Bird counts completed

The results of several Christmas bird counts held in the area have been tabulated in what coordinator Ron Martin, Minot, describes as “about average.” There were some exceptions however.

“We had an invasion of white-winged crossbills, finding them in lots of places, probably in record numbers on a couple of counts,” said Martin.

Avid birders and volunteers conducted the annual Christmas bird counts at Upper Souris National Wildlife Refuge, Minot, Garrison Dam and Denbigh. The white-winged crossbills were spotted in big numbers during the Minot and Garrison Dam counts.

“They occasionally erupt from the north, especially if there’s a shortage of cones on spruce trees,” explained Martin. “If that happens they’ll move down earlier.”

Another species that caught Martin’s attention because of increased numbers was rough-legged hawks, a bird that lives in the far north but winters as far south as the Texas panhandle.

“That’s a bird that’s usually gone by the end of December but there’s quite a number of them in the northern part of the state,” said Martin. “It could be related to our nice weather but it is a little unusual.”

As for other species, it was very much an average year said Martin. Minot’s count included 39 species, Garrison Dam 55, Upper Souris NWR 33 and Denbigh 33.

Sherry Leslie, Minot, has participated in bird counts for several years. Her most interesting find was a Harris sparrow that was known to be wintering in the Meadowbrook area. Additionally, said Leslie, “pine siskins are the bird of the year with lots of them.”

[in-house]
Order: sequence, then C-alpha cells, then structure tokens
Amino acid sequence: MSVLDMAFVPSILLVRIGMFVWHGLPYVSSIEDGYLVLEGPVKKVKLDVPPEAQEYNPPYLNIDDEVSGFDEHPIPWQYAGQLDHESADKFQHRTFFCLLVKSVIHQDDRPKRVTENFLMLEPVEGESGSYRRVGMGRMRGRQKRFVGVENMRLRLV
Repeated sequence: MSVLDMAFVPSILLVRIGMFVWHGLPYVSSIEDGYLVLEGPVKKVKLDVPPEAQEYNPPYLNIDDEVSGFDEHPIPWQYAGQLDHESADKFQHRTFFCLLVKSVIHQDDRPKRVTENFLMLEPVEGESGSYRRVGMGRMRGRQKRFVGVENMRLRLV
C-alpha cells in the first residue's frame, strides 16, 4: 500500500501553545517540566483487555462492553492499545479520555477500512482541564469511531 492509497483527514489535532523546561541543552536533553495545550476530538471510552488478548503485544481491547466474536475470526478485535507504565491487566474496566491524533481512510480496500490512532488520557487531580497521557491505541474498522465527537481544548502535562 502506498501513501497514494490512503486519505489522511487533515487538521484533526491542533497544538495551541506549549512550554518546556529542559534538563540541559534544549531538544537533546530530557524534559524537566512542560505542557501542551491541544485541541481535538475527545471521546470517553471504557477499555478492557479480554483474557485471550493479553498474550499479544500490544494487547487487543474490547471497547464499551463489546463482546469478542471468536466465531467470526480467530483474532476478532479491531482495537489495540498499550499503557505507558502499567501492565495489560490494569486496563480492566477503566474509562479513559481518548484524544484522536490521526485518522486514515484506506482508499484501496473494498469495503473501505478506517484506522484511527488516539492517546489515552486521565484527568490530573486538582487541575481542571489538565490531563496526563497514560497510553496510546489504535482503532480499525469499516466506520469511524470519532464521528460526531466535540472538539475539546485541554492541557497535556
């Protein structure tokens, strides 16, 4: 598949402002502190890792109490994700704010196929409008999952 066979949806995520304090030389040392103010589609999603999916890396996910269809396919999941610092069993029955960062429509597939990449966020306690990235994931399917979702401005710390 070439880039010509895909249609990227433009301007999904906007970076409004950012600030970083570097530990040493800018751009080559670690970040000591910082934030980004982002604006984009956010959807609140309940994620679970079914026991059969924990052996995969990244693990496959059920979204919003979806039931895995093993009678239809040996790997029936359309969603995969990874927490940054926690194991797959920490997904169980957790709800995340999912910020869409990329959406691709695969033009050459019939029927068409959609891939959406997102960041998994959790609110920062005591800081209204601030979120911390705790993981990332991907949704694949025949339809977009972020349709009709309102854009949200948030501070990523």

“Another bird up in numbers a bit is purple finches. That’s kind of unusual. They’ve been here all winter if you want to call this winter,” remarked Leslie. “They sing so beautifully.”

The on-going trend, overall, of fewer bird numbers than in the past was evident too.

“It’s the same old story,” said Leslie. “The numbers are down.”

Martin noted that the number of birds visiting feeders and residing in the city is in sharp contrast to what is being seen elsewhere.

“There’s just not a lot of open country birds out there, been kind of slow,” said Martin. “It’s been that way for a while.”

One bird whose numbers have been steady is turkeys, with 341 of them tabulated in the Minot count. Most of those, said Martin, were in the Trestle Valley area with “lots around the edges of town too.”


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